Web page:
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First Medicine Proven to Save COVID-19 Patients in Oxford Trial

Part of Keble College, Oxford

“It is fantastic that the first treatment demonstrated to reduce mortality is one that is instantly available and affordable worldwide.”

Since COVID-19 swept across the globe, researchers have searched for vaccines and treatments that will help patients who are infected with the disease. Although vaccines are not yet ready, scientists at the University of Oxford announced a “major breakthrough” for coronavirus treatment, Reuters reported.

‘Major Breakthrough’

Results of a clinical trial exhibited positive results for dexamethasone, an inexpensive steroid, in a study of 6,400 patients, 2,104 of who received the drug. The study focused specifically on COVID-19 patients who were already receiving oxygen or on ventilation machines and found the drug has no benefits for patients without advanced respiratory problems.

For patients on ventilation machines, the researchers found dexamethasone could prevent one death in eight patients, or a reduction of one third, whereas for patients receiving oxygen, it could prevent one death in every 25 patients, a reduction of one firth, Reuters reported. 

“This is a (trial) result that shows that if patients who have COVID-19 and are on ventilators or are on oxygen are given dexamethasone, it will save lives, and it will do so at a remarkably low cost,” said Martin Landray, professor and co-lead researcher at the Oxford University RECOVERY trial.

“It is fantastic that the first treatment demonstrated to reduce mortality is one that is instantly available and affordable worldwide,” Landray said in a statement on the results. A round of dexamethasone (10 days of treatment) for a single patient costs less than $10, he added, making it unlikely another drug could match its cost/benefit ratio.

“It is a major breakthrough,” said Peter Horby, co-lead researcher. “Dexamethasone is inexpensive, on the shelf, and can be used immediately to save lives worldwide.”

England Prepared for Success

The British government already began stockpiling the drug several months ago in anticipation of the study results, said Matt Hancock, Britain’s healthy secretary. The state is wasting no time in rolling out the treatment as it planned to begin offering it as early as Tuesday afternoon, The New York Times reported. 

“Dexamethasone is the first drug to be shown to improve survival in Covid-19,” Horby said in a statement. “The survival benefit is clear and large in those patients who are sick enough to require oxygen treatment.”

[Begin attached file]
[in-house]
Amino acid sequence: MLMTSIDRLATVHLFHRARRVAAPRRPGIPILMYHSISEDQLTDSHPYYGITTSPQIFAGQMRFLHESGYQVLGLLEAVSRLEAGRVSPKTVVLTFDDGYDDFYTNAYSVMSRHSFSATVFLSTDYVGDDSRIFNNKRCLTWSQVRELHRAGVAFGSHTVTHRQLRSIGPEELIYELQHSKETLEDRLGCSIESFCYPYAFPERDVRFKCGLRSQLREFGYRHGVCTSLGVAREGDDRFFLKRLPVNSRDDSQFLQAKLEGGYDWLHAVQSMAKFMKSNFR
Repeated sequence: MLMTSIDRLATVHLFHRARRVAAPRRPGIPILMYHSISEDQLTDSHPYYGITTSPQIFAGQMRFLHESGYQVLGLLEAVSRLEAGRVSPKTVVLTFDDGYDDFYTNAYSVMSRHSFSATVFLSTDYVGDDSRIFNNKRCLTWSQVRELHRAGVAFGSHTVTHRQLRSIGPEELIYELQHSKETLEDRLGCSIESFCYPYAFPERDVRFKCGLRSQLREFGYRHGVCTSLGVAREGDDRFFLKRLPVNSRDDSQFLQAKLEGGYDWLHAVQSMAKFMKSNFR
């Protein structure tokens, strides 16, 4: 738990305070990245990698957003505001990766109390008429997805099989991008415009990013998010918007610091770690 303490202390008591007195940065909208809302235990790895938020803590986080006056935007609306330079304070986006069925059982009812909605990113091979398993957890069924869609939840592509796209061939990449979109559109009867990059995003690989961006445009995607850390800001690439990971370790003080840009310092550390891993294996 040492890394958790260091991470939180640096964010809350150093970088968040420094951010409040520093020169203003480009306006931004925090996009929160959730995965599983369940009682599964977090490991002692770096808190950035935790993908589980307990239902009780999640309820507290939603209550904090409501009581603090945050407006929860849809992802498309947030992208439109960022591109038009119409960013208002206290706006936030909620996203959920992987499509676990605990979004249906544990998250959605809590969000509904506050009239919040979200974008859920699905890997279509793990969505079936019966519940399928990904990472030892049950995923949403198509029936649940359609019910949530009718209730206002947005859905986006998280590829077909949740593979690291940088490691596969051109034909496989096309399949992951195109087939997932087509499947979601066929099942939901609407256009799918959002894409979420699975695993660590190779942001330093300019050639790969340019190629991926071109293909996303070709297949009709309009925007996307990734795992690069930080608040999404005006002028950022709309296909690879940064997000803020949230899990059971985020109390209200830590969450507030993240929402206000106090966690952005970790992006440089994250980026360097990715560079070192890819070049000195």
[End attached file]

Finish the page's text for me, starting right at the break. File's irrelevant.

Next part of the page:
The researchers estimated 5,000 deaths could have been prevented if dexamethasone had been used from the onset of the disease outbreak, BBC reported. Most coronavirus patients do not require hospitalization or help breathing, but for the 1 out of 20 patients who do, dexamethasone could significantly improve their chance of survival, according to the research.

British Prime Minister Boris Johnson commended the researchers on their finding, calling it “a remarkable British scientific achievement.” Dexamethasone will be kept readily available in case the UK experiences a second spike of infections, he said.

Although the treatment has been proven effective, it is not recommended for infected people to take at home as it only helps with the most severe cases, BBC reported. Researchers also compared it to the antimalarial drug hydroxychloroquine, which US President Donald Trump initially advocated heavily for. The Oxford team said hydroxychloroquine was “useless,” but remdesivir, an Ebola treatment, had previously been reported to reduce the duration of symptoms by four days. 

However remdesivir has not been demonstrated to reduce mortality and is not even on the market yet, making dexamethasone a better option, BBC reported.

US Moves Cautiously

Although the British government is moving quickly to integrate the drug in its COVID-19 treatment, American doctors are exercising caution, according to The New York Times.

“It has to be published and peer reviewed, but if it is in fact true, this is a major breakthrough,” said Dr. Jose Scher, rheumatologist at New York University. But “all these communications, without the actual data, should be taken with caution.”

US doctors are waiting for more information detailing the specifics of the study, such as the severity of COVID-19 in patients and the side effects of dexamethasone. It could possibly have neurological effects, suggested Dr. Jeremy Faust, an emergency room physician at Brigham and Women’s Hospital in Boston. 

Dr. Scott Gottlieb, former Food and Drug Administration Commissioner, expressed optimism, however, at the results of the study.

“It’s going to probably have an immediate impact on what doctors are doing in the ICU setting,” the CNBC contributor said Tuesday on “Squawk Box.” He also called the trial “well-done” and said if the results can be reproduced, dexamethasone “could help save lives.”

Daniel Davis

Daniel Davis is Managing Editor for The Osage County Herald-Chronicle in Kansas and also covers International news for Inside Over, a Milan-based global affairs publication. He graduated in 2015 with a bachelor’s degree in political science. Outside of writing, he enjoys photography and one day hopes to return to video production. Learn more about him at his website danieldavis.la.

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